Beyond seeing – Photographing with your heart – Part 1
What happens to your photography when you begin to wonder how you actually see?
The great French writer Marcel Proust once commented that: ‘The real voyage of discovery consists of not seeking new landscapes but in having new eyes.’
As photographers, we begin our photographic journey by attempting to get our process to see the world the way we do. And inevitably we fail miserably, because our camera is a simple machine, but infernally and obdurately so.
It is never going to see the world the way we do.
It does not know how to. It is a real shock when it dawns on us that the problem is not one which can be solved by throwing more money at it, doing another workshop, or watching yet another YouTube video.
The mountain (camera) is never coming to Mohammed (us); we have to go to it. We have to train ourselves to see like our camera. We have to look at our scene through its eyes. I suspect that many of us, having learnt to be obedient to the machine, stop there. We have not mastered the machine; it has mastered us. And so there we stay in a state of perpetual servitude to the whims of the engineers who built the machine, locked in a paradigm in which we have no say.
There is however, a way out.
Having learnt to see like our camera, we can come to believe that that is reality. Nothing could be further from the truth. Take depth-of-field, for example. The human eye has a natural aperture of f3.5, which is a pretty shallow depth-of-field. So why do we perpetuate the fiction that we see at f16 or f32 and render sharp-from-front-to-back landscapes which really only perpetuate an illusion? Surely we should be photographing and presenting everything at f3.5?
The answer is to look at how we see, the fact that we see not with our eyes (fiction, trap) but with our minds.
Our eyes gather data and feed it to our minds which interpret it and then reassemble it into a composite of meaning, represented as a picture, depending on the time of day, what we had for breakfast, the nature of our relationships, our state of health and a million other factors, of which we are probably not aware.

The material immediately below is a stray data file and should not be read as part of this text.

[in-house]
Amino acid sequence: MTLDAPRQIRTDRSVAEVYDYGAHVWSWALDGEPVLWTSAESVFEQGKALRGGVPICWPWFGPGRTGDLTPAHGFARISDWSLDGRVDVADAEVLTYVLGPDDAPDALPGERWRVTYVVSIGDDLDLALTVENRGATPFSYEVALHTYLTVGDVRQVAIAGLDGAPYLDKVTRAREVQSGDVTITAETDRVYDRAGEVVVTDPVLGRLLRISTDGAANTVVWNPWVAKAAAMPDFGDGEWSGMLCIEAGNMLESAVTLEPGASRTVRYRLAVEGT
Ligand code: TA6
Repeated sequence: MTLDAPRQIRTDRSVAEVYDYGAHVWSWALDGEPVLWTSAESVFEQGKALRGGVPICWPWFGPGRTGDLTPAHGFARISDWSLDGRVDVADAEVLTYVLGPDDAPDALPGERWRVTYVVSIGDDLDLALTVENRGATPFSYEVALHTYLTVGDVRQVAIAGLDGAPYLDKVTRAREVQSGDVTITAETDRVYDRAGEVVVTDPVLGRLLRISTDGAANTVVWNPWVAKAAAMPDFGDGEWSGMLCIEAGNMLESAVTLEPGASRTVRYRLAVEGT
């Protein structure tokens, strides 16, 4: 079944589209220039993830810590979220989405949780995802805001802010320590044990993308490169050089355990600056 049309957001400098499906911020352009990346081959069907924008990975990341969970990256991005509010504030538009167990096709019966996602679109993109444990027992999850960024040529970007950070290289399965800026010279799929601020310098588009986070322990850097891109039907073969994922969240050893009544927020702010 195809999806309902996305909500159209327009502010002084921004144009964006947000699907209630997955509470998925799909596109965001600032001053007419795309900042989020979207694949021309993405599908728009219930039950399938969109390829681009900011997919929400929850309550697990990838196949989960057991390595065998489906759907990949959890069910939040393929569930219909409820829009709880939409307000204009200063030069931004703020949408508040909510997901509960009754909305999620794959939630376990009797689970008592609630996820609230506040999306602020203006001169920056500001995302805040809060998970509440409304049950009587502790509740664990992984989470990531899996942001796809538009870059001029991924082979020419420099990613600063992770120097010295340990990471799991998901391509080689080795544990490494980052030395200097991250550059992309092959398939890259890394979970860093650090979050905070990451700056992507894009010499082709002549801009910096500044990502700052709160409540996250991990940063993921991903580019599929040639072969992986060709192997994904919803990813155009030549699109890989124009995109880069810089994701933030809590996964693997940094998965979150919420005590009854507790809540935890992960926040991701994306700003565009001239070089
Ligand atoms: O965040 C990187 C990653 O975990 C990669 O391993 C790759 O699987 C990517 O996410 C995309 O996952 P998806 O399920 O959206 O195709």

Perhaps a composite is a better representation of how our minds work and how we actually see rather than a single framing frozen in Time and Space. Seeing then is not an act of objectivity, it is a purely subjective and ‘willing suspension of disbelief ‘(Samuel Taylor Coleridge). What we see varies from person to person, and from moment to moment, for it is overlaid by the ever-changing veneer of memory, and dependent upon the needs of the viewer.
So, if our natural aperture is f3.5 and if we composite meaning into a coherent image in our minds, then why not work in that way? It is often from these apparently silly questions that a whole new approach to our work can come.
Some time ago, I was thinking about the tourist-as-consumer and the consumerist nature of urban living and fascinated by the often surreal graffiti I noticed on walls around the city where I was living. It seemed somehow portentous, as if a conversation was taking place just out of reach, and that I was only catching glimpses of it. The mannequins in the shop windows seemed to be silent observers, parties to an undercurrent I couldn’t quite reach. Perhaps the world was stranger than I had been led to believe, and there was something going on to which everyone was blind. I could detect fragments of it and, rather than try to define it in a single capture, I opted to combine it in a composite, much as my brain would have assembled it.
And, funnily enough, if I had been trying to make a single image, an aperture of f3.5 would have been perfect.
This article appeared in the November 2015 issue of f11 Magazine for Photographers and Afficionados.
A portfolio of my older work published in f11 as a part of the September 2012 issue (pp. 36-60) can be found here.